James Packer and Lachlan Murdoch caused a stir last year when they took over Oz’s third-ranking network, Ten, in a share raid snaring them 18% of the web, not least because Packer had only recently sold out of his family’s long-held free web Nine Network. The pair have since ousted the board and begun a review of Ten’s strategy in an attempt to get value back into the web.

Five years ago, Ten may have still ranked third but it was running a lean ship with cheap, youth-skewed content to attract advertisers keen to target the young.

Then the Aussie government introduced multi-channeling, that allowed the three major webs (Seven, Nine and Ten) and the two pubcasters (SBS and ABC) to introduce up to two separate digital channels. Nine and Seven used the opportunity to lower their demo and undermine Ten’s aud. Ten, however, took the odd step of starting a sports channel called One that lifted costs. It then launched Eleven with the Eye web that took a lot of the youth programming off the main channel, which then chose to increase its news service, another expensive move. Before long, Ten was not only garnering low ratings, but it was also in the red.

Enter Murdoch and Packer, with a plan to return the channel to profitability — but all has not gone their way.

“Whilst it is still early in the 2011 ratings year, the ratings performance from the new strategy has so far been disappointing,” says Andrew Anagnostellis, media analyst with Deutsche Bank. “Ten has had a poor start to the year with a 25.5% share for the first eight weeks of the ratings year. Whilst the new multi-channel Eleven has made a promising start, it appears most of the audience has come from the primary channel.”

This poor performance was noted by Murdoch, who took on the role of interim topper in February after removing previous CEO Grant Blackley; Murdoch acknowledged recently there was more work to be done and the web’s performance was “unacceptable.”

To help the web, Murdoch poached James Warburton from the Seven Network to take over as topper in March and return Ten to “the bold, youthful, confident, slightly irreverent brand” of the past, but even this has hit a snag. After announcing his surprise move from the web, which was grooming him to take over the top job from CEO David Leckie, Warburton found himself defending a Seven legal claim against in the NSW Supreme Court last month. The case is complex and revolves around Australian employment law, but the aim is clear: to send a message to Warburton, and Ten, that the defection won’t go unchallenged. It also claims that his defection undermines the 2009 deal where U.S. private equity firm KKR had paid $690 million for half of Seven.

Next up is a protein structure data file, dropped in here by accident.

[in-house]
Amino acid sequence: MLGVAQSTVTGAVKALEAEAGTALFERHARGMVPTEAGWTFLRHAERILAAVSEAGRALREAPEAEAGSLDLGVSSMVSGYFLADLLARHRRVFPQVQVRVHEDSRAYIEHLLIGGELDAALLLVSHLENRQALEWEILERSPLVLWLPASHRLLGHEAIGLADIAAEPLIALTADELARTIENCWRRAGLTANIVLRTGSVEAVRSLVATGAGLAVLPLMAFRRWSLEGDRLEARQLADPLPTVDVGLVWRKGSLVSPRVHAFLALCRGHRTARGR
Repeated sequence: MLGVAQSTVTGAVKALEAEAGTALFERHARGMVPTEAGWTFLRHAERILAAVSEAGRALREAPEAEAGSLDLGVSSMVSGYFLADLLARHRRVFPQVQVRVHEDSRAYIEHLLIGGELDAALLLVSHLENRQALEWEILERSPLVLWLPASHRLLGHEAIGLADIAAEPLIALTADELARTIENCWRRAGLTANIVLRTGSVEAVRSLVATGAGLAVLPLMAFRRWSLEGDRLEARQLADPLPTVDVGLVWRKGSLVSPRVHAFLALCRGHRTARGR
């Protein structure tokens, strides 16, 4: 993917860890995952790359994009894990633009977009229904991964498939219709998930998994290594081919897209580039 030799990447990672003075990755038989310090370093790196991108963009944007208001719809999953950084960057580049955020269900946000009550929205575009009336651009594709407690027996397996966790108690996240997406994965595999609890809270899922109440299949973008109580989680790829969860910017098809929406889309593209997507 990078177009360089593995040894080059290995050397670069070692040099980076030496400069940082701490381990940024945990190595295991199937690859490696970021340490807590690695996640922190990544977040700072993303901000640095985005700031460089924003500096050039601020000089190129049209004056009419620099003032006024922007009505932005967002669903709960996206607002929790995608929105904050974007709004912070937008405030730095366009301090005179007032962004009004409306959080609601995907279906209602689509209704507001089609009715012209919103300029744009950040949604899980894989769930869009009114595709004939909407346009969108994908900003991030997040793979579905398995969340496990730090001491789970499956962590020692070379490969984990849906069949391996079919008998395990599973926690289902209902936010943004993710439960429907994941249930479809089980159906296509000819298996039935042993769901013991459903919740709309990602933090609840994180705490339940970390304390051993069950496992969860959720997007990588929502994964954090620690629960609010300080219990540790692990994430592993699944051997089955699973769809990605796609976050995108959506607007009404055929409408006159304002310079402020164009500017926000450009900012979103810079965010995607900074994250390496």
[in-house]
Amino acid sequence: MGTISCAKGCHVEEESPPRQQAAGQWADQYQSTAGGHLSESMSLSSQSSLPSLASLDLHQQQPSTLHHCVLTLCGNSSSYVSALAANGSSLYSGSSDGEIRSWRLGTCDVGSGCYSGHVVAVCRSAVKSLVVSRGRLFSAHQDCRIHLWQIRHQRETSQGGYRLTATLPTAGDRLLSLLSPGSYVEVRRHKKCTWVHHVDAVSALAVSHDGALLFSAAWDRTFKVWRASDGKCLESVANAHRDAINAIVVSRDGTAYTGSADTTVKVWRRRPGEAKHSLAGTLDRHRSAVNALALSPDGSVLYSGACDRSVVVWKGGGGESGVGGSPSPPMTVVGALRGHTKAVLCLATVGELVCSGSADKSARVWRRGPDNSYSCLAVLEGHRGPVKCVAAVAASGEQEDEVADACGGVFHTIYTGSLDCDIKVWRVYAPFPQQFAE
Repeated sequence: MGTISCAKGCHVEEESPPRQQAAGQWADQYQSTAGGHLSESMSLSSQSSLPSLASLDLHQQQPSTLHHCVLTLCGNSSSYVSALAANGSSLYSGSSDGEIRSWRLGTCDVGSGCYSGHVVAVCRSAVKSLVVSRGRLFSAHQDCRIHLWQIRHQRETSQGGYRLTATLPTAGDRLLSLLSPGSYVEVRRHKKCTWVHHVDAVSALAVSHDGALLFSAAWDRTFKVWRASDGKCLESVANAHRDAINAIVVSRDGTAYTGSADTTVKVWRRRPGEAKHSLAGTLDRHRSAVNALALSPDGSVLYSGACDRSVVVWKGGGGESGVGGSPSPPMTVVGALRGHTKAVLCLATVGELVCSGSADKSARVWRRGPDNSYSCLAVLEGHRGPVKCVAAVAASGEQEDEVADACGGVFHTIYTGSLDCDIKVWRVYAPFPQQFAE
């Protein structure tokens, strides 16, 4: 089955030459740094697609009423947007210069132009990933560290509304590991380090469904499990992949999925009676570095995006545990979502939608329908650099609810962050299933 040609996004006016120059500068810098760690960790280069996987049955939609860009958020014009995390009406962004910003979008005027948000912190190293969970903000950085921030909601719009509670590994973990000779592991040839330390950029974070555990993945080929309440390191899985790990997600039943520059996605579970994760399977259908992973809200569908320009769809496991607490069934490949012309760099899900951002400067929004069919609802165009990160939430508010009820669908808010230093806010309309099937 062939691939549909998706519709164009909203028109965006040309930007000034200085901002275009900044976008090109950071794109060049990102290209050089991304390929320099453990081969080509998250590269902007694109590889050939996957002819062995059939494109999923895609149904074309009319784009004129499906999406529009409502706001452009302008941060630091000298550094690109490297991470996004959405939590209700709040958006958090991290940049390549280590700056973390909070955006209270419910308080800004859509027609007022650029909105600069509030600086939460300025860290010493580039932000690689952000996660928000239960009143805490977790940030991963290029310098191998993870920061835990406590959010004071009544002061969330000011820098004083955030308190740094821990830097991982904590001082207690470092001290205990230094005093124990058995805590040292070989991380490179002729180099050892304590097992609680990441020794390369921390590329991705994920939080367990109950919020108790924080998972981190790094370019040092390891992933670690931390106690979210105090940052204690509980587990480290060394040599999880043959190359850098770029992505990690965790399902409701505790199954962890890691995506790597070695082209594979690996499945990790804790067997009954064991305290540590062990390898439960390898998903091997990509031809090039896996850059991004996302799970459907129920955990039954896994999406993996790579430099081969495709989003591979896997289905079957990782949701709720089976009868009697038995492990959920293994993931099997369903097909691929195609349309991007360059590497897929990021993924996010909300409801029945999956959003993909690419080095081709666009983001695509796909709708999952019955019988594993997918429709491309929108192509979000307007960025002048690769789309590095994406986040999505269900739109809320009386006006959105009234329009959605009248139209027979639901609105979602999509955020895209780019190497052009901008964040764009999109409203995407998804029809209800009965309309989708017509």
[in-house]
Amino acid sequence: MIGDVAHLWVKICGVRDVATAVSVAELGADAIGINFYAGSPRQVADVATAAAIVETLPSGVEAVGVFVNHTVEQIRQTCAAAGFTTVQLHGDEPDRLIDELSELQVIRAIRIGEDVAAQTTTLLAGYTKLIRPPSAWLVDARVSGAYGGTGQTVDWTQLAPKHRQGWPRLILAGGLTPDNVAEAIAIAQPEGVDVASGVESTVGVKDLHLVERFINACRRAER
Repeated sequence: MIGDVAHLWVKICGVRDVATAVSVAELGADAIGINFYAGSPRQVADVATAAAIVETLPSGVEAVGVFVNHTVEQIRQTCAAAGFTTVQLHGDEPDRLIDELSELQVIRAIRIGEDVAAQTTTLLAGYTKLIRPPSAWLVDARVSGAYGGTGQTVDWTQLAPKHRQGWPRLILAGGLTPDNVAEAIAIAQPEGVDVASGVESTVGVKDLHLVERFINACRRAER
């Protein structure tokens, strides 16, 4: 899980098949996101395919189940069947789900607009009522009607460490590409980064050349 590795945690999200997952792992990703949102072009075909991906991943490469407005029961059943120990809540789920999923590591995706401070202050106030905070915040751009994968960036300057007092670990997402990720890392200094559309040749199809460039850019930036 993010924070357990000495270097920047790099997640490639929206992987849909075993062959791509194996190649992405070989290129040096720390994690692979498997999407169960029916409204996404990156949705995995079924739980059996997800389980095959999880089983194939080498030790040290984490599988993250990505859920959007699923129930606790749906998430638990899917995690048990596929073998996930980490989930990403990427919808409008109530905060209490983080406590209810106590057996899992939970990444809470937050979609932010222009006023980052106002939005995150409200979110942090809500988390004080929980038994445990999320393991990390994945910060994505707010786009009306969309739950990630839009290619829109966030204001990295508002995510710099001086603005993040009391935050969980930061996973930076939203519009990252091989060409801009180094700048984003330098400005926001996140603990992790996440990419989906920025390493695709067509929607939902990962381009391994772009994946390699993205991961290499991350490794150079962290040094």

But that idea is under pressure given Seven’s corporate moves his year. The web has merged with media group West Australian Newspaper (WAN), both of which count billionaire Kerry Stokes as a significant shareholder, to form the country’s largest media org.

Meanwhile, Nine Network, also the subject of a private equity buyout around the same time, is rumored to be limbering up for a share listing. Nine’s private equity owner CVC Asia Pacific has been streamlining the business with many speculating it will head to the sharemarket to try to recoup some of its losses from buying the business just before the global financial crisis.

Last month, Nine topper David Gyngell tried to pour water on the idea of a merger.

“I think everyone is preoccupied with how essential it is for us to float. It’s not that essential,” he told the Deutsche Bank Business Leaders Forum.

Preoccupied they may be, but this was a medium being written off just a few years ago by analysts and shunned by investors including the once-loyal Packer; it was to be eclipsed by online and feevee, and now each free-to-air web is experiencing boardroom battles, mergers and court battles that are bound to keep viewers keen to see how all the dramas play out.

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